At the risk of over-simplifying, the law on comparative advertising goes something like this:
Trade mark law says that you can use a competitor's registered trade mark in a comparative ad provided that you don't imply that your product is associated with your competitor. This has seemingly been the case since 2007, when the Appeal Court ruled that Verimark's use of a BMW car in a TV ad for a car polish was kosher because there was no suggestion of any connection between the products (there is a possibility that our law will change following a recent European decision, but we'll have to wait and see).
Advertising law agrees, but imposes further requirements, for example the comparison made must be sustainable, and the ad must not be disparaging of the competitor.
The ASA recently dealt with a comparative ad where there was in fact no direct mention of the competitor. The ad was for Sunlight dishwashing liquid and it said that Sunlight 'washes twice as many dishes as its nearest competitor.' The ASA accepted that this was a reference to Ajax – not only is Ajax in fact Sunlight's nearest competitor, but the ad showed a bottle which looked remarkably like an Ajax bottle.*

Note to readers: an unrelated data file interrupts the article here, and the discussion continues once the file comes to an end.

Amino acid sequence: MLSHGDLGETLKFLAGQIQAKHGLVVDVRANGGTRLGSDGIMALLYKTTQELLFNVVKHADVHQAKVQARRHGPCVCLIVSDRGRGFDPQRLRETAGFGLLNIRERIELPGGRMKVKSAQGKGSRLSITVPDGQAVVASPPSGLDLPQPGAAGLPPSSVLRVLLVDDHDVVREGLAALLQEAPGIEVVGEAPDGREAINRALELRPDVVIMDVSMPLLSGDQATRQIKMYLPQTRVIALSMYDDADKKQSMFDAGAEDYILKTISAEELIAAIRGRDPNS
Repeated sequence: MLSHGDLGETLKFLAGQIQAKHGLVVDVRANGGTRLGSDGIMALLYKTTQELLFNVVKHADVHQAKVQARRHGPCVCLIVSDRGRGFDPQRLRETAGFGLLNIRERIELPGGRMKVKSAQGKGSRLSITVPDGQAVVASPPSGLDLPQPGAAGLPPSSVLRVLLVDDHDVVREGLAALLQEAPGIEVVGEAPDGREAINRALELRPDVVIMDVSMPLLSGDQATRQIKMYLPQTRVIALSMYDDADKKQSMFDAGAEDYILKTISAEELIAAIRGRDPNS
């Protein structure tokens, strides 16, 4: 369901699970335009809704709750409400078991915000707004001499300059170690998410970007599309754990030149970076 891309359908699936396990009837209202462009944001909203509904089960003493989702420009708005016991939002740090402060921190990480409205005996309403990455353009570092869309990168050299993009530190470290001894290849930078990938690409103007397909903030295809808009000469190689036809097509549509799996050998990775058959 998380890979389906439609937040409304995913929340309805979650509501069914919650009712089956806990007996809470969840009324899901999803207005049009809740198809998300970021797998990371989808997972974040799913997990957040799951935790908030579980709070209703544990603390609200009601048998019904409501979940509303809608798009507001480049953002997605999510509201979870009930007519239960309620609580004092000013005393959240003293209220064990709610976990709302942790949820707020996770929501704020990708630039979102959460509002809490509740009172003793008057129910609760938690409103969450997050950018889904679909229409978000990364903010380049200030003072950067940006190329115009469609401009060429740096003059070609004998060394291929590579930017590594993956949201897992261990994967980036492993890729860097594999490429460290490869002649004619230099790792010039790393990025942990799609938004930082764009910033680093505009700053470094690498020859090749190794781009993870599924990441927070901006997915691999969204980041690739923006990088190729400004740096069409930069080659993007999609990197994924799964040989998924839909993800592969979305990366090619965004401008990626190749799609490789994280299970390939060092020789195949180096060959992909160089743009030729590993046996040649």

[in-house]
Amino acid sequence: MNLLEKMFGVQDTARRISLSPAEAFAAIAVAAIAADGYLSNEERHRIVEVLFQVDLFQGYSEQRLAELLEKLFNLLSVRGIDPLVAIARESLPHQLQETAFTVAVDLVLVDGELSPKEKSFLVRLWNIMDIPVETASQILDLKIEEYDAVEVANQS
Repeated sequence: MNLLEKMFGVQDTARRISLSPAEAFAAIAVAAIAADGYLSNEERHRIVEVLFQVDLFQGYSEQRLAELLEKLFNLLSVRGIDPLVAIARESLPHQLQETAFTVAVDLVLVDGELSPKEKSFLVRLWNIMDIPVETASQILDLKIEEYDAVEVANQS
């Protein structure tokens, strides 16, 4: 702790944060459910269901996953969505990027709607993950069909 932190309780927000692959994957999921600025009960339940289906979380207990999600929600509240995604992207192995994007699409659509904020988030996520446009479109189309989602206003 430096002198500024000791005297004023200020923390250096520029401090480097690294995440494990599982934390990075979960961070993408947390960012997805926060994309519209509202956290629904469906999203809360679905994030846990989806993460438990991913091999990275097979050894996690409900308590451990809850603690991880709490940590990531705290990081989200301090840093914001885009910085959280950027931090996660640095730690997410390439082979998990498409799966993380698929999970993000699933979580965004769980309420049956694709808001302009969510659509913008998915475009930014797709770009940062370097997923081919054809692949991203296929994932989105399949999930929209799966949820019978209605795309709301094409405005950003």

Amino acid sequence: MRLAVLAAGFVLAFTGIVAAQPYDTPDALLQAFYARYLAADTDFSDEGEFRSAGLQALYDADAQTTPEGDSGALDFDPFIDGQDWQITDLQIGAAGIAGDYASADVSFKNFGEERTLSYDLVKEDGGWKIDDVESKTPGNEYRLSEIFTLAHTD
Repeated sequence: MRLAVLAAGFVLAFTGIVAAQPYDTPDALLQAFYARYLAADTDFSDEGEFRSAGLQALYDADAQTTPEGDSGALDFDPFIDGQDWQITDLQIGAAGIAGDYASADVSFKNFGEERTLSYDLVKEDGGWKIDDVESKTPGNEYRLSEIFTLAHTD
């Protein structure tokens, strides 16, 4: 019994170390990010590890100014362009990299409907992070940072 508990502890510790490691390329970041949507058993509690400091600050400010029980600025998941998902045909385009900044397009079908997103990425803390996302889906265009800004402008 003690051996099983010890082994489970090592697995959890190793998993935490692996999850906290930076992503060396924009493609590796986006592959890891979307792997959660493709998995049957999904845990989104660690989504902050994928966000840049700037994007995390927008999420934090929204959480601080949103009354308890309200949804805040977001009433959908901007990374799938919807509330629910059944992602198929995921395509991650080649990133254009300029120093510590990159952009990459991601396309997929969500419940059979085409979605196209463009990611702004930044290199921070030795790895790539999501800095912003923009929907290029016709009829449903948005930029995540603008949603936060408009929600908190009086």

The ASA also accepted that the claim was true (so remember which liquid to buy thrifty Scottish readers!). But it went on to find that the ad was disparaging and therefore contrary to the Code. Why? Because Sunlight dissed Ajax. Oooh! Turns out the ad was one of those deep, thought-provoking cinematographic masterpieces, so typical of this product sector - in one particularly poignant scene Sunlight lady refers to Ajax as 'that stuff', and in another pathos-filled moment Ajax chick looks a little disappointed with her choice of product. This, said the ASA, went beyond claiming a factual superiority to being disparaging.
Bit precious what! Surely a little robustness is part and parcel of advertising? What are you supposed to say - 'Your toothbrush is noticeably inferior to ours, but our respect for your product is undiminished!'
*It was the bottle that did it. In another recent ASA case involving arch rivals I & J and Sea Harvest, the ASA held that a reference by one company to Brand X was not sufficient to identify the competitor's product.